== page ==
Commentary Magazine

Freudianism and Mrs. McCall

To the Editor:

The publication of Lillian Blumberg McCall’s most recent article on psychoanalysis in the August COMMENTARY prompts the following protest with respect to your journal’s policy concerning choice of subject matter and source of information.

The clinical data, theoretical formulations and arguments, and the technics and goals of psychoanalysis are properly subject matter for discussion only by psychoanalysts and only in professional journals. The amateur’s opinion carries no more weight in this field than in any other field of medicine, and is no more deserving of the ear of the profession or the public.

Psychoanalysis has much of interest to say about matters of public interest and its observations and deductions about such matters should rightfully be brought to the public’s attention. For this purpose there are many competent and articulate analysts who would willingly participate in suitable presentations.

A responsible journal performs no public service when it relies upon unauthoritative sources and ventures into areas in which a little knowledge is a dangerous thing.

Herman Nunberg, M.D.
Mortimer Ostow, M.D.

New York City



[It is better to know nothing than to know what ain’t so. —Josh Billings]



To the Editor:

In “The Hidden Springs of Sigmund Freud” (August), Lillian Blumberg McCall aims to prove, among other things, that Freud could not continue a personal relationship with anyone who challenged the “intellectual authority” he presumably took upon himself.

However, Mrs. McCall does not give enough information regarding Freud’s break with Carl Jung. She devotes only a footnote to the subject, in which she refers to Jung’s already known “racial prejudices,” and reports briefly on his later co-editorship of the Nazified Zentralblatt für Psychotherapie. Freud may have had good reasons to conclude that Jung was an opportunist. Perhaps Freud decided that Jung was determined to remain an anti-Semite. Subsequent happenings certainly prove that Freud used excellent judgment in dissociating himself from Carl Jung.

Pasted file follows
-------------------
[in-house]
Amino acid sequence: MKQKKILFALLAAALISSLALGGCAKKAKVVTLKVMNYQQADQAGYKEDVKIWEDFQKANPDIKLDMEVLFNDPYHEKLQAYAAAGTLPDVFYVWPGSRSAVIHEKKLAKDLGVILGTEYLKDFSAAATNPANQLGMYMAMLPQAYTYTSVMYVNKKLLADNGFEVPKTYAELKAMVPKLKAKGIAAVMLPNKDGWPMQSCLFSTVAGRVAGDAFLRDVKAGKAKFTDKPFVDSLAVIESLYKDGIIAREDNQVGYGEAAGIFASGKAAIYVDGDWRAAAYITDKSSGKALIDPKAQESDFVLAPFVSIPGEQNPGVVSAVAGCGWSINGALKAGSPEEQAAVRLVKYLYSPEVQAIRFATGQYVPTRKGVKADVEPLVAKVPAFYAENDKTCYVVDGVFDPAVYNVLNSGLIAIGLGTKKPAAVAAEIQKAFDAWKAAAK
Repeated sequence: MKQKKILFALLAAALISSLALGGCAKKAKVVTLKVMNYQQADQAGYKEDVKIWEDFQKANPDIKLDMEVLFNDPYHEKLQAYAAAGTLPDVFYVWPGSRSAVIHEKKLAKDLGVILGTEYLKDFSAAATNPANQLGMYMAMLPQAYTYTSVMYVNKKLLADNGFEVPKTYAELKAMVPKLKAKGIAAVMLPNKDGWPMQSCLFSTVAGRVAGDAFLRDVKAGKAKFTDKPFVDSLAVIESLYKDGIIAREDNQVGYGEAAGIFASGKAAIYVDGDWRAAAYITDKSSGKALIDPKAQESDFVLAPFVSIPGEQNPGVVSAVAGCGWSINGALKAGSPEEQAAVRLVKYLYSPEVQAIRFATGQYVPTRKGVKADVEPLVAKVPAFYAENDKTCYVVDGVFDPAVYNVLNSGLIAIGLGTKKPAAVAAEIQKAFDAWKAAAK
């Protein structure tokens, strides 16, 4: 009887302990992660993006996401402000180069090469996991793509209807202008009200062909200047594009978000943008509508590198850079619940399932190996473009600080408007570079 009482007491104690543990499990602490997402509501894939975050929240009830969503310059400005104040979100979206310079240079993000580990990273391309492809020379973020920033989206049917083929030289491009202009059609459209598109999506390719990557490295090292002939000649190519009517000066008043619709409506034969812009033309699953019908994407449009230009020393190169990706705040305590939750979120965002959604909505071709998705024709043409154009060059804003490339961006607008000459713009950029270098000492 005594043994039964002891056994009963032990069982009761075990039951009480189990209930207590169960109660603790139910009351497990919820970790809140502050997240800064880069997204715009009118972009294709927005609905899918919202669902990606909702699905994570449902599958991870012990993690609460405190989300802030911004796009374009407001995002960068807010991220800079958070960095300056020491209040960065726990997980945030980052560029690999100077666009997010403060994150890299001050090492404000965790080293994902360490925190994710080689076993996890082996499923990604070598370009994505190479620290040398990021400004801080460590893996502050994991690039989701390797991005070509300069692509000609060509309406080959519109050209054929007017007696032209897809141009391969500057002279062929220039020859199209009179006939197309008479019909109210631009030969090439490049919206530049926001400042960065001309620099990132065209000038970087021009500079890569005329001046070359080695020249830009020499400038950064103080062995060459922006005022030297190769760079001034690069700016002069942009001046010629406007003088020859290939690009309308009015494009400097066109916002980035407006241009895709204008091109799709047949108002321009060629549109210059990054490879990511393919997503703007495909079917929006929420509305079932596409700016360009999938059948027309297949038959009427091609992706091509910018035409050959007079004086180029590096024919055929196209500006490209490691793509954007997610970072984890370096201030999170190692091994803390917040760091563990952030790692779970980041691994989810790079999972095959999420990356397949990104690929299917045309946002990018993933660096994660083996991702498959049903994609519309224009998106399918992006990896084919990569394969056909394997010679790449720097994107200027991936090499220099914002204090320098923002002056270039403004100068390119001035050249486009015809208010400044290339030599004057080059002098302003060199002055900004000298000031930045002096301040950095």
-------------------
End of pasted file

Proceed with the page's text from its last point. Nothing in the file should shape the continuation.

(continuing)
Concerning Jung, Mrs. McCall concludes with the statement that “the date of his resignation from the Zentralblatt is something of a mystery.” Actually, there is no longer any mystery. The combined 1940 second and third issues of the Zentralblatt appeared under the editorship of Dr. C. G. Jung and Dr. M. H. Göring, the Reichsführer of Germany Psychotherapy. On page 193 of the combined 1940 fourth and fifth issues, which were edited solely by Dr. Göring, there is an announcement of Jung’s resignation in the middle of the summer of 1940, as well as an expression of thanks to him for his cooperative “unstinting efforts” after “the taking over of the State by the National Socialist Workers’ Party.” Dr. Göring concludes with: “We will not forget this.”

Nor will others who know the facts.

Albert D. Parelhoff
New York City




To the Editor:

Mrs. McCall’s excursion into the German language deserves comment. She writes: “Dr. Jones translates the crucial German word . . . as ‘father’s city’—in the footnote! The correct translation of Vatersaadt is ‘native city’; it is the German equivalent of ‘home town,’ and there is no particular significance in Freud’s use of it.”